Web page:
From Baptist Alley, he retrieved his rented small bay mare being held for him (unwittingly), and then headed north toward F Street:


Here is a picture of Baptist Alley (so named because the building of Ford’s Theatre was originally a Baptist church):



The following map shows Booth’s route until he was shot 12 days later at a tobacco barn and died on the front porch of Garrett’s Farm in Virginia in the early morning hours, just before sunrise, on April 26, 1865,


Why did Booth shoot Lincoln?

Gerald Prokopowicz explains the reasoning well:

He was dedicated to white supremacy and to the cause of the Confederacy, but his ego demanded that he serve that cause in some fashion more dramatic than shouldering a musket in Lee’s infantry. . . . After the fall of Richmond on April 3, 1865, Booth imagined that killing the president would still somehow save the Confederacy from defeat or at least prevent Lincoln from reshaping the South. . . . Booth saw himself as a hero of liberty who would be remembered forever for slaying an evil tyrant.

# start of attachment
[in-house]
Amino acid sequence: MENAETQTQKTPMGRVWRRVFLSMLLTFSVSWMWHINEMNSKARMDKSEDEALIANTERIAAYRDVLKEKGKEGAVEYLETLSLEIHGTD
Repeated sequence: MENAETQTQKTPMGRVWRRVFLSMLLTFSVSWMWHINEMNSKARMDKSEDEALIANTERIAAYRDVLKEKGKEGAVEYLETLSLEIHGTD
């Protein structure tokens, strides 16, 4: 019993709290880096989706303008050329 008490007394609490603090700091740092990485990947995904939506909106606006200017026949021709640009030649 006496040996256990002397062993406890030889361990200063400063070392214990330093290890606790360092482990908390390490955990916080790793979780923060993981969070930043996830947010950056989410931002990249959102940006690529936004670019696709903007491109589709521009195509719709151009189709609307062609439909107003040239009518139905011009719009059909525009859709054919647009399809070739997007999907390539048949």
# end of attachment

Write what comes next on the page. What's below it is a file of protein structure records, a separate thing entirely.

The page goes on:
In a lengthy letter to the editor of the National Intelligencer, written before the deed was done, Booth made his ideology explicit: “This country was formed for the white, not for the black man . . . If the South is to be aided it must be done quickly.” At the close of his letter he compared himself to Brutus—his father’s middle name—who had assassinated Julius Caesar for being a tyrant.

In his diary, Booth writes, “Our country owed all her troubles to him [=Lincoln], and God simply made me the instrument of his punishment.” Booth also addressed the question of guilt, repentance, and God: